Why Trump's threats could give Canada a trade advantage it never sought: Don Pittis

U.S. President Donald Trump's impulsive policy pronouncements leave Federal Reserve chairman Jay Powell to straighten out the mess. And it might not be good for U.S. trade.

President's trade bravado puts Federal Reserve in awkward spot as U.S. dollar rises

If the Bank of Canada fears Trump's trade threat is real, it might be forced to reduce future interest rate hikes, effectively giving Canada an unwanted trade advantage. (Jonathan Ernst/Reuters)

The head of the U.S. Federal Reserve may be the world's most powerful central banker, but U.S. President Donald Trump has put him in an awkward position.

And contrary to the president's promise to increase U.S. exports, if Fed chair Jerome Powell raises interest rates today — and markets are making a 100 per cent bet that he will — odds are he will make it harder to sell his country's goods abroad.

Meanwhile in Canada, Trump's latest tough trade talk is already giving us an international trade advantage as the U.S. dollar rises on world markets and the loonie falls.

Trade fears offer loonie advantage

There is every reason to think that if U.S. hostility continues, the spread between the two currencies could increase further.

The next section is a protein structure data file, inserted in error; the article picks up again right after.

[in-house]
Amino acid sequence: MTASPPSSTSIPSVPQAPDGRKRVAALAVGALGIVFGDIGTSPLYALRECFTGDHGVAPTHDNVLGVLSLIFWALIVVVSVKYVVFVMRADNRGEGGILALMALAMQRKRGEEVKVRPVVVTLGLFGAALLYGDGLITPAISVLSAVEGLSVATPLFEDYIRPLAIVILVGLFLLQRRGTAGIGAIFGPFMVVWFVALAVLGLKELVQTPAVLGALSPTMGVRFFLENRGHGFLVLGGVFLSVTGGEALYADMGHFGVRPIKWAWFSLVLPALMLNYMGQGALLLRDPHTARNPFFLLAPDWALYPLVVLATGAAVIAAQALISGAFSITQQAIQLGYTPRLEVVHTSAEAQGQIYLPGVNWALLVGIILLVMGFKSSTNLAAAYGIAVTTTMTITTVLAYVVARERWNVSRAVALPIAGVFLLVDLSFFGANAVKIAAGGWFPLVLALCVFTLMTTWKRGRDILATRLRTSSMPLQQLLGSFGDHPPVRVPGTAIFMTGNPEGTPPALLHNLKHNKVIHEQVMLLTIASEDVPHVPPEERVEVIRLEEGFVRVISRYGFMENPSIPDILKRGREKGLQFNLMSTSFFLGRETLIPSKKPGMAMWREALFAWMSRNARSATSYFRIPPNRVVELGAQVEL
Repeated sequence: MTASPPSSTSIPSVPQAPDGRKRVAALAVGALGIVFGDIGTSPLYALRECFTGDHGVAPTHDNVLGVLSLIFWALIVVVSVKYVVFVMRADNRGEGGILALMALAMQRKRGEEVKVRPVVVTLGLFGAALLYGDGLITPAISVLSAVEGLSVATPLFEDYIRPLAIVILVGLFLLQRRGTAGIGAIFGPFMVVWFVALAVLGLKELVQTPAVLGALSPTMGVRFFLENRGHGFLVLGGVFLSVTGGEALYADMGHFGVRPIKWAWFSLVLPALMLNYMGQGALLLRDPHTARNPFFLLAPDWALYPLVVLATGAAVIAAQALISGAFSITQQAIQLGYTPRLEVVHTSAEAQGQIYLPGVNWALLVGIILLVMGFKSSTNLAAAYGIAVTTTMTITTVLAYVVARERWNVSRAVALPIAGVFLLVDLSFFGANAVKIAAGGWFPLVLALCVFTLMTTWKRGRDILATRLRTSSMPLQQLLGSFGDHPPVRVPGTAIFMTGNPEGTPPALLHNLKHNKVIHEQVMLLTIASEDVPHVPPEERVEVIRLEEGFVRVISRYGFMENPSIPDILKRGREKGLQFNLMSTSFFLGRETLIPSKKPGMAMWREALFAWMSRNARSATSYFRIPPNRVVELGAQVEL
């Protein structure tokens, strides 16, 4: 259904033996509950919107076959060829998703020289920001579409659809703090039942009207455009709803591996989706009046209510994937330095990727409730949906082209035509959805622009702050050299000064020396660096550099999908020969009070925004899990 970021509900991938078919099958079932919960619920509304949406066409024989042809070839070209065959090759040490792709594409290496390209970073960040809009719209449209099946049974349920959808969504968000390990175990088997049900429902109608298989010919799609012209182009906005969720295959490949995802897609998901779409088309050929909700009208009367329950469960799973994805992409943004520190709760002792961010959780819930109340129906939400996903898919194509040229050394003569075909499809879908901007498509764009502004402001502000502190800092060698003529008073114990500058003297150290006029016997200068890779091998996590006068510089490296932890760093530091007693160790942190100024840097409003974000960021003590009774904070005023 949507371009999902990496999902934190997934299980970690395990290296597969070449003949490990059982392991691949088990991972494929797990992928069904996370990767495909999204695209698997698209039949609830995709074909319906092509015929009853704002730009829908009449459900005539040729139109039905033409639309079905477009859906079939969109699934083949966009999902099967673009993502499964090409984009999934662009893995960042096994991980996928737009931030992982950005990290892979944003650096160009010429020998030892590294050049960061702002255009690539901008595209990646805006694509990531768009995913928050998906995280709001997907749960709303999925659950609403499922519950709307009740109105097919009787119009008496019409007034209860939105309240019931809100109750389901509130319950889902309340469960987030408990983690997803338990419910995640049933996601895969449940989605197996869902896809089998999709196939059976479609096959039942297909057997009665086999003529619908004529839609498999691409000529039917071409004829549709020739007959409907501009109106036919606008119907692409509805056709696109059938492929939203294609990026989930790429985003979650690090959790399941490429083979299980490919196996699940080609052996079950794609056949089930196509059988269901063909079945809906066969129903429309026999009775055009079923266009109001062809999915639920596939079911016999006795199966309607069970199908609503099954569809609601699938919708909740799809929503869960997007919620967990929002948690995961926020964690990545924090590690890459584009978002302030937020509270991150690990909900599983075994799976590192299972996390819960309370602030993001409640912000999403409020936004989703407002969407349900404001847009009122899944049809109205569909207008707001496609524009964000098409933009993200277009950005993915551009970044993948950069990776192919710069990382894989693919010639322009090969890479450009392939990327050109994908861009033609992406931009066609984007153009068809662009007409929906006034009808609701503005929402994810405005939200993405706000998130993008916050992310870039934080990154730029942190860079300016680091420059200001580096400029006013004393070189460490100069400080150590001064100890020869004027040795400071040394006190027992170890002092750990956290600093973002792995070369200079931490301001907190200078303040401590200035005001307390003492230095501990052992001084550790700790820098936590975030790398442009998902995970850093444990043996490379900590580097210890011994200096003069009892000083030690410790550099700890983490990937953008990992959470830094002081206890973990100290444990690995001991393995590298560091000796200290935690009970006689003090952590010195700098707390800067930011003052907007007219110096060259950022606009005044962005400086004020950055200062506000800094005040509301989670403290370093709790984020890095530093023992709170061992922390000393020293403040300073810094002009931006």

But it's not the kind of advantage Canadians would have asked for. It would be a signal of an economy in trouble.

If our own central banker, Stephen Poloz, believes escalating threats of major trade disruption are more than talk, he would have every reason not to follow U.S. interest rates higher.

U.S Federal Reserve chair Jerome Powell must deal with an overstimulated U.S. economy, but every move he makes is likely to drive the greenback higher. (Ben Nelms/Reuters)

As international trade expert Patrick Leblond reminded us last week, a trade scrap between Canada and the U.S. — no matter how necessary as a response to U.S. bullying — will be far from painless for the Canadian economy.

Canada is not alone in being hurt by Trump's rising protectionist wall. If the U.S. actually follows through, trade flows for many countries will be disrupted.

But with more than 70 per cent of our trade crossing what has been the world's longest undefended border, a serious and protracted trade war with our American cousins will have real economic consequences, and Poloz will be forced to take that into account.

Mortgage relief?

The resulting slowdown in Bank of Canada rate hikes might come as a relief to Canadian homeowners. But the job losses that tag along with trade disruptions as significant as Trump's threatened 25 per cent tax on cars entering the U.S. would bring a different kind of misery.

And the U.S. would suffer, too.

Despite Trump's rants about Canadian milk, agricultural production is deeply integrated across the Canada-U.S. border. Fertilizer, feed and even livestock criss-cross borders because they come from the handiest source, with little consideration of their nationality. Parts, services and manufactured products do the same.

Canadian and U.S. industries are so deeply integrated that if U.S. trade threats are more than just talk, both economies will suffer. (Rebecca Cook/Reuters)